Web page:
Chowan Beach: Remembering an African American Resort

September 30, 2006|
Chowan Beach: Remembering an African American Resort by Frank Stephenson
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In 1928, Eli Reid purchased 400 acres of picturesque property on the banks of the Chowan River in Hertford County, North Carolina. Soon after he acquired the land, Reid began turning the area into a Segregation-era resort for African Americans, and Chowan Beach was born.

As the resort began to take shape in the late 1920s, it was clear that something special had been started. Wide sandy beaches were built, and construction was immediately started on guest cottages, bathhouses, a dance hall, photo studio, restaurant, picnic area and magnificent German-made carousel. Chowan Beach was an immediate success, and throngs of African Americans began to stream in from across North Carolina and the East Coast to relax and enjoy the atmosphere and spectacular views--an oasis of fun in a social desert of limited opportunities and unfair treatment. The water was cool and refreshing, the crowds were friendly, and the music was hot, as the beach was a popular stop for musicians touring on the "Chitlin Circuit," including B.B. King, James Brown, Sam Cooke and The Drifters.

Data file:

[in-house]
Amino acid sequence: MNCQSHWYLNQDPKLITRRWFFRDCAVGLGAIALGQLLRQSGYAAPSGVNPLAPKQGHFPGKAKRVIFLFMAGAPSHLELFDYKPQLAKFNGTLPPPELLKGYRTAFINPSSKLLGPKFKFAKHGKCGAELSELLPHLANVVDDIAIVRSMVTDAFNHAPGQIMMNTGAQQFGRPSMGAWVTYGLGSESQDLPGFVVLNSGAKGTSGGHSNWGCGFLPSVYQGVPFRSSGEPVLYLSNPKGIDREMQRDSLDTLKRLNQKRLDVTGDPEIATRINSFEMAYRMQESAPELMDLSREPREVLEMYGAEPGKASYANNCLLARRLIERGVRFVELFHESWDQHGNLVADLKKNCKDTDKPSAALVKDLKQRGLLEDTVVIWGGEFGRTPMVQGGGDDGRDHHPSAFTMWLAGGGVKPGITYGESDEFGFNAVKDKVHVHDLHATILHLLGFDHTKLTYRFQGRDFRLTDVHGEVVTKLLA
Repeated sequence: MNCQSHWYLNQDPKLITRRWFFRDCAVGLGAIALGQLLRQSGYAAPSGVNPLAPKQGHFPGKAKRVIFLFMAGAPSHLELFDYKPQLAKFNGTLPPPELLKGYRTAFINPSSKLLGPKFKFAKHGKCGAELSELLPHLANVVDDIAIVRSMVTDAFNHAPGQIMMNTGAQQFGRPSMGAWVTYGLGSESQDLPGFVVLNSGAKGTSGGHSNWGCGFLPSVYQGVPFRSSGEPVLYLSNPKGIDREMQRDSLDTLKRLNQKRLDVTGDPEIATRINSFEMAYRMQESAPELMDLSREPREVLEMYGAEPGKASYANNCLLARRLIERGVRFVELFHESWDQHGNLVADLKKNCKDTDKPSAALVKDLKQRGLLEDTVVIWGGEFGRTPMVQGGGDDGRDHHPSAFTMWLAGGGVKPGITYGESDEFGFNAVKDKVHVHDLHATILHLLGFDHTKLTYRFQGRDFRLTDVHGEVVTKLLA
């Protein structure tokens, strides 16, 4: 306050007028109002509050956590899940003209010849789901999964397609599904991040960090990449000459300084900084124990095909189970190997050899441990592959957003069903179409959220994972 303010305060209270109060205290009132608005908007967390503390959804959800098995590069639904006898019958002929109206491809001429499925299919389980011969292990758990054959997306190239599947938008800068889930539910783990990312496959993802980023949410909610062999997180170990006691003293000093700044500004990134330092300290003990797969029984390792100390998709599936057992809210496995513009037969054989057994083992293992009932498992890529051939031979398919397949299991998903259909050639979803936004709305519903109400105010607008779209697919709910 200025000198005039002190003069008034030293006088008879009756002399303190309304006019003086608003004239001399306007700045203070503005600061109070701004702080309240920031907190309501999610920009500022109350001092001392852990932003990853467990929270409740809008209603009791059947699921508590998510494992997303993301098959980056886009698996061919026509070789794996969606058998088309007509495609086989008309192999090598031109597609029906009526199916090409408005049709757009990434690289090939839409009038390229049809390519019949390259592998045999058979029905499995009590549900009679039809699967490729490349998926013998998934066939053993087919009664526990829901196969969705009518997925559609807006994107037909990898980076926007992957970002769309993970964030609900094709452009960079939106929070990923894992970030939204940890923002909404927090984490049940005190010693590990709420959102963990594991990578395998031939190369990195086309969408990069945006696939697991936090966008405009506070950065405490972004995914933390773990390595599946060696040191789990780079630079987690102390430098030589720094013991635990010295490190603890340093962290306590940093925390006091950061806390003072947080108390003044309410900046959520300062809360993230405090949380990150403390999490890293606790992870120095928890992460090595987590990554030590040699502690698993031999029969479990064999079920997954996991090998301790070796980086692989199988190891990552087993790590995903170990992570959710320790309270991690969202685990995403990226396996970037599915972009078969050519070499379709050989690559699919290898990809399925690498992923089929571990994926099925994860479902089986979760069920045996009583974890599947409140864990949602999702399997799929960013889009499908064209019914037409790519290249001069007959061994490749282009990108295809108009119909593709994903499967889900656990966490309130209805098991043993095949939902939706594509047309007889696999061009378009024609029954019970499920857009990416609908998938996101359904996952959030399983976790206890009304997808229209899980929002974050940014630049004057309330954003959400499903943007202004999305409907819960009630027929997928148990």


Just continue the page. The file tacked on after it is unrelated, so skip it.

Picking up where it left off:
In this nostalgic new book, author Frank Stephenson brings back the glory days of Chowan Beach with an array of vintage photographs and a brief history of the area. Come along as Stephenson revisits the past of this beloved beach and offers a reminder of what it meant to generations of African American visitors.
Title:Chowan Beach: Remembering an African American Resort
Product dimensions:128 pages, 6.63 X 4.88 X 0.31 in
Shipping dimensions:128 pages, 6.63 X 4.88 X 0.31 in
Published:September 30, 2006
Publisher:Arcadia Publishing Inc.
Appropriate for ages:All ages
ISBN - 13:9781596291645

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